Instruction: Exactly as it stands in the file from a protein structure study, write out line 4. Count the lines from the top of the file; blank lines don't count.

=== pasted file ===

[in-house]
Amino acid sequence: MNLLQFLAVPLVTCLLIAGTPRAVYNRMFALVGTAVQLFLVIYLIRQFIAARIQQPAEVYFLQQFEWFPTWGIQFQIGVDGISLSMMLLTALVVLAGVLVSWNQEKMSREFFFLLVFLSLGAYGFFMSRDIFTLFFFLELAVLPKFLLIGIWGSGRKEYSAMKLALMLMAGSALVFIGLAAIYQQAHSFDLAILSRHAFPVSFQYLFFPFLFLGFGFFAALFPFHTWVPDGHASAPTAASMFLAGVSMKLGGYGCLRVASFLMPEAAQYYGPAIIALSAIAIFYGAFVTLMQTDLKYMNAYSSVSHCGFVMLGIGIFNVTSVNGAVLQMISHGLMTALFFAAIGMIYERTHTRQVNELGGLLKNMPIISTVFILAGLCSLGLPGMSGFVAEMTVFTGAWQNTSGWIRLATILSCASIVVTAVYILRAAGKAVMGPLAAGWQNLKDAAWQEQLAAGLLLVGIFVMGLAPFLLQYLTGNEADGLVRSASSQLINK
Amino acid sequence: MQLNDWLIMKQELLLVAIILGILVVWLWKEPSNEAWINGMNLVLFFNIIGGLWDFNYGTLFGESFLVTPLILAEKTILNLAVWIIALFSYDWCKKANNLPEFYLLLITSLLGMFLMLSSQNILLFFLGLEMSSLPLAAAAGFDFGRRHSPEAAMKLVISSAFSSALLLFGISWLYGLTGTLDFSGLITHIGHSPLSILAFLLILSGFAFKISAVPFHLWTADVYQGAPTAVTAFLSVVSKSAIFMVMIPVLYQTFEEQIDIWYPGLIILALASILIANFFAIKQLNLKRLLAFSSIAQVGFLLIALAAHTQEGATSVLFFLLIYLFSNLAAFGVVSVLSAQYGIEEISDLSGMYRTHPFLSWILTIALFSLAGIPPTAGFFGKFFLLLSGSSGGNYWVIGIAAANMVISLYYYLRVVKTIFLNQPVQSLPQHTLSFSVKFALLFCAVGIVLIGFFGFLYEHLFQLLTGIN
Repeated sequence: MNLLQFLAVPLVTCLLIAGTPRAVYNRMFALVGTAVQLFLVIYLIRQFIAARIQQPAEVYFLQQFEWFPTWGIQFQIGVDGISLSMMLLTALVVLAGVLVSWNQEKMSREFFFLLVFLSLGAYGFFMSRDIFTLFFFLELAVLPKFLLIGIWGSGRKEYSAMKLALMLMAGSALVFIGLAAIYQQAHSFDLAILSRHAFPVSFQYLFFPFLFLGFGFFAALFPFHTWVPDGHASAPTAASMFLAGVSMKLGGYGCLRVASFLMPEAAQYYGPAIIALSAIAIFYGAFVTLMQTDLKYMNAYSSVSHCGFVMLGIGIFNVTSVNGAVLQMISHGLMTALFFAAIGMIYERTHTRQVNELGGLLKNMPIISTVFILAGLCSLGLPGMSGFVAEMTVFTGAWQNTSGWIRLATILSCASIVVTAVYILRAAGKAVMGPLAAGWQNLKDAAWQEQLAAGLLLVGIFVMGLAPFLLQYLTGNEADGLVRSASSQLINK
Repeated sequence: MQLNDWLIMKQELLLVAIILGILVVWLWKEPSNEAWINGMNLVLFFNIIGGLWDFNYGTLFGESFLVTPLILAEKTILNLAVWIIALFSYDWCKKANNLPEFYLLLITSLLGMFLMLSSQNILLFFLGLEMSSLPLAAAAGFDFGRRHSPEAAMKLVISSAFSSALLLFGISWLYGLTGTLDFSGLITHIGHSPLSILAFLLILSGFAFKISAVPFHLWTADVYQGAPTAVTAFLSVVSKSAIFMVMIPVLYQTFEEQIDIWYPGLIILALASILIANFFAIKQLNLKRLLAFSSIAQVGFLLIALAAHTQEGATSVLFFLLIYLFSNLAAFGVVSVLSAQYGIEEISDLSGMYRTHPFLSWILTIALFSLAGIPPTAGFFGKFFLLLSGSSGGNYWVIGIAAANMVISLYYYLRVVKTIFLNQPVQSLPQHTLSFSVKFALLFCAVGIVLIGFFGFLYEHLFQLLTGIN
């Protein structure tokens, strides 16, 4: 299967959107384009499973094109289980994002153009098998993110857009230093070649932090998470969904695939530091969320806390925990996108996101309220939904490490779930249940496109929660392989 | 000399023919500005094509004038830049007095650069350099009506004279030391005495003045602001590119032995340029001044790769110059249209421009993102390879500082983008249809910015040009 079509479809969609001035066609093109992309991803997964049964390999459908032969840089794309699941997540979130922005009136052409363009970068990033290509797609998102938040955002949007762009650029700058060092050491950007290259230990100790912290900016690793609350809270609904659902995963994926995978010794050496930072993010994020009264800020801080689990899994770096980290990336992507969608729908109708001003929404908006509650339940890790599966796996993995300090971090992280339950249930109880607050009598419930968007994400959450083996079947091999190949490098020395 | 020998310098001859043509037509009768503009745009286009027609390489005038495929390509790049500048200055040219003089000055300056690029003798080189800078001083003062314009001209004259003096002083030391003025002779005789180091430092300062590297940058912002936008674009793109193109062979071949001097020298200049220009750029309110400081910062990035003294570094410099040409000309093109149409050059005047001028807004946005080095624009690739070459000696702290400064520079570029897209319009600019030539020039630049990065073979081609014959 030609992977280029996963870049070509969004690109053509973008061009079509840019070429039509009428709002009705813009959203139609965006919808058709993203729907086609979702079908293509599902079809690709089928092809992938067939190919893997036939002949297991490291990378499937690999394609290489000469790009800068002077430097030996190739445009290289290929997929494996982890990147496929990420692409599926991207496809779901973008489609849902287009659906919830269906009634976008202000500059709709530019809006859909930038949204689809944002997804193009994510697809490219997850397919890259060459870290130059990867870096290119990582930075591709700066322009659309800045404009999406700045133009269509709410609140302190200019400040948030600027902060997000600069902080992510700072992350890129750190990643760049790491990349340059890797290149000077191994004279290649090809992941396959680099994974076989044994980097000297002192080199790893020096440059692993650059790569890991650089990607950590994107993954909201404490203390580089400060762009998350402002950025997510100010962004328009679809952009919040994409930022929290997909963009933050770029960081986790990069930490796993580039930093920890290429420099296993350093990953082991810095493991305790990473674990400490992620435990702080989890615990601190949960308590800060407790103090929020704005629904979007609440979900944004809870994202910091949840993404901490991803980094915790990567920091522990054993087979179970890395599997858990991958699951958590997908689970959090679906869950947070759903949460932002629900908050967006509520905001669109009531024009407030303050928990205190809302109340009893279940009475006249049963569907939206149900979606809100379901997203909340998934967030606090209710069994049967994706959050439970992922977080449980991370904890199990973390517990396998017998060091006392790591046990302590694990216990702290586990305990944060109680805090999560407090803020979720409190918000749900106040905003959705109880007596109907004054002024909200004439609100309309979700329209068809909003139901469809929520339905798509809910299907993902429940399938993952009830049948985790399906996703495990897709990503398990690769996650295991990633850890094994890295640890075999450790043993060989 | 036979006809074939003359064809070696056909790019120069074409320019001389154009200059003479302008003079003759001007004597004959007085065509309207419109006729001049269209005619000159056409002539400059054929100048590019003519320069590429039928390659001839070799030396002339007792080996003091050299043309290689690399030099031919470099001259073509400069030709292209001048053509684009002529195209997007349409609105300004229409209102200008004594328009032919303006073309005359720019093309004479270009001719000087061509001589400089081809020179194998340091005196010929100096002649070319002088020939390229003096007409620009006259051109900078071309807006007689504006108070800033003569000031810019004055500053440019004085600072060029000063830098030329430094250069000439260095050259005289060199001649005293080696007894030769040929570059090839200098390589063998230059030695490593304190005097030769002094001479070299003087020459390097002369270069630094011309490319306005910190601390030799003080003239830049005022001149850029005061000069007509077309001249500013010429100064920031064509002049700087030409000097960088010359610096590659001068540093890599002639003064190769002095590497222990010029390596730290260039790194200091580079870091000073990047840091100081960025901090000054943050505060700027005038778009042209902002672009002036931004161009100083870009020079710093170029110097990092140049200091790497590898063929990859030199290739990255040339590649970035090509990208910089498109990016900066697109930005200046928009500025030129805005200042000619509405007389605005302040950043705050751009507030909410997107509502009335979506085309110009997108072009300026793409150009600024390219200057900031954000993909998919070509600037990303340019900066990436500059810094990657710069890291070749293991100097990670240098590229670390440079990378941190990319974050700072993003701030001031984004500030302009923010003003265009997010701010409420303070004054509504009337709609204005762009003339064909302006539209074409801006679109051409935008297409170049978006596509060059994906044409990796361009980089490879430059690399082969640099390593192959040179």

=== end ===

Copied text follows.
Repeated sequence: MNLLQFLAVPLVTCLLIAGTPRAVYNRMFALVGTAVQLFLVIYLIRQFIAARIQQPAEVYFLQQFEWFPTWGIQFQIGVDGISLSMMLLTALVVLAGVLVSWNQEKMSREFFFLLVFLSLGAYGFFMSRDIFTLFFFLELAVLPKFLLIGIWGSGRKEYSAMKLALMLMAGSALVFIGLAAIYQQAHSFDLAILSRHAFPVSFQYLFFPFLFLGFGFFAALFPFHTWVPDGHASAPTAASMFLAGVSMKLGGYGCLRVASFLMPEAAQYYGPAIIALSAIAIFYGAFVTLMQTDLKYMNAYSSVSHCGFVMLGIGIFNVTSVNGAVLQMISHGLMTALFFAAIGMIYERTHTRQVNELGGLLKNMPIISTVFILAGLCSLGLPGMSGFVAEMTVFTGAWQNTSGWIRLATILSCASIVVTAVYILRAAGKAVMGPLAAGWQNLKDAAWQEQLAAGLLLVGIFVMGLAPFLLQYLTGNEADGLVRSASSQLINK